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The most peculiar thing about Stargate the movie is that it seems to be an unintentional George Lucas Throwback. At least I assume it's unintentional that this 1994 feature looks and feels like it was made in the '70s or so. The illusion is really only broken by the actors in it and the (by current standards) primitive CGI effects.
The Jack O'Neil of the film's reputation for being unlike his television counterpart is well deserved. In contrast to Richard Dean Anderson's laid-back portrayal, Kurt Russell's character is aloof and distant with a Jerkass Facade hiding his grief over his son's death. As though in deliberate counterpoint, James Spader's Daniel Jackson is nearly identical to the character Michael Shanks would later play on SG-1, especially in the earlier seasons. Even the physical resemblance between the actors is striking. As the Big Bad, Jaye Davidson is either an inspired or absurd casting choice. Or both. The cast beyond this doesn't really matter. The names of the rest of the men in the squad might just as well be interchangeable for all the personality they have.
The movie is at its best in the first act which plays like a quirkier version of Close Encounters Of The Third Kind with an Ancient Egyptian vibe. James Spader owns the movie in these scenes, which brings us to perhaps the biggest problem from a screenwriting point of view. Essentially, Daniel Jackson's character arc is concluded the moment he steps through the gate. When he gets the Call To Adventure, he's promised it will give him the chance to prove his theories are right. He succeeds in the first thirty minutes of the movie, so what's left for him to spend the next ninety minutes doing? Not much other than hanging out with his Shallow Love Interest.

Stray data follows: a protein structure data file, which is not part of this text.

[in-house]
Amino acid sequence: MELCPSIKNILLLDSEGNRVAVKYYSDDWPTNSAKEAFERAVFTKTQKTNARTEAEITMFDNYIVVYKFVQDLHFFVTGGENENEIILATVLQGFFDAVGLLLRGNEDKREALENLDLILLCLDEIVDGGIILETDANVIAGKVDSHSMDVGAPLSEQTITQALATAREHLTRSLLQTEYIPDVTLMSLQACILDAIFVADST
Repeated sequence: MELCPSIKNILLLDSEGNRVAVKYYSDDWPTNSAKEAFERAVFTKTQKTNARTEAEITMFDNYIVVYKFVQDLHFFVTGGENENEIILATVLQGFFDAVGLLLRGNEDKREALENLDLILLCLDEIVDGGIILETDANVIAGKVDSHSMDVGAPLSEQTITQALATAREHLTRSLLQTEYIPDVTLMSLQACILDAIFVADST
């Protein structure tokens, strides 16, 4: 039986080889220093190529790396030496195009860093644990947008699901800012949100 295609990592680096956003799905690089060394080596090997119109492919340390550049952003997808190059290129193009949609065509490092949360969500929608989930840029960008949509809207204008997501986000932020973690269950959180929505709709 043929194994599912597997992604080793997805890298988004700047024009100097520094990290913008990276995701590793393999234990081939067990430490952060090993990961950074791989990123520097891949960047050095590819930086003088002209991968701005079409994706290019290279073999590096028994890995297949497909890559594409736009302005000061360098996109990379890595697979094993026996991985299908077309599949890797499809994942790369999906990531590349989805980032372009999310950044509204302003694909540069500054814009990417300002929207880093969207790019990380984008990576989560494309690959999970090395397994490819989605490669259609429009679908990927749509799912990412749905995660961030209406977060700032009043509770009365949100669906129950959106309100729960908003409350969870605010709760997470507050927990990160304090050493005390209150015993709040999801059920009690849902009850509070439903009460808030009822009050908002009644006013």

Once we get to the other side, things go downhill as every meeting-the-natives cliché is played absolutely straight, right down to the local cuisine tasting like chicken. The movie picks up a bit when Ra shows up. In particular, his technology, which can only be described as Ancient Egypt Punk, is imaginative and visually interesting. Still, this film would be unremarkable if not for the television franchise it spawned. Ultimately, it provides a worthy distraction, but it's no masterpiece even within the escapist genre.
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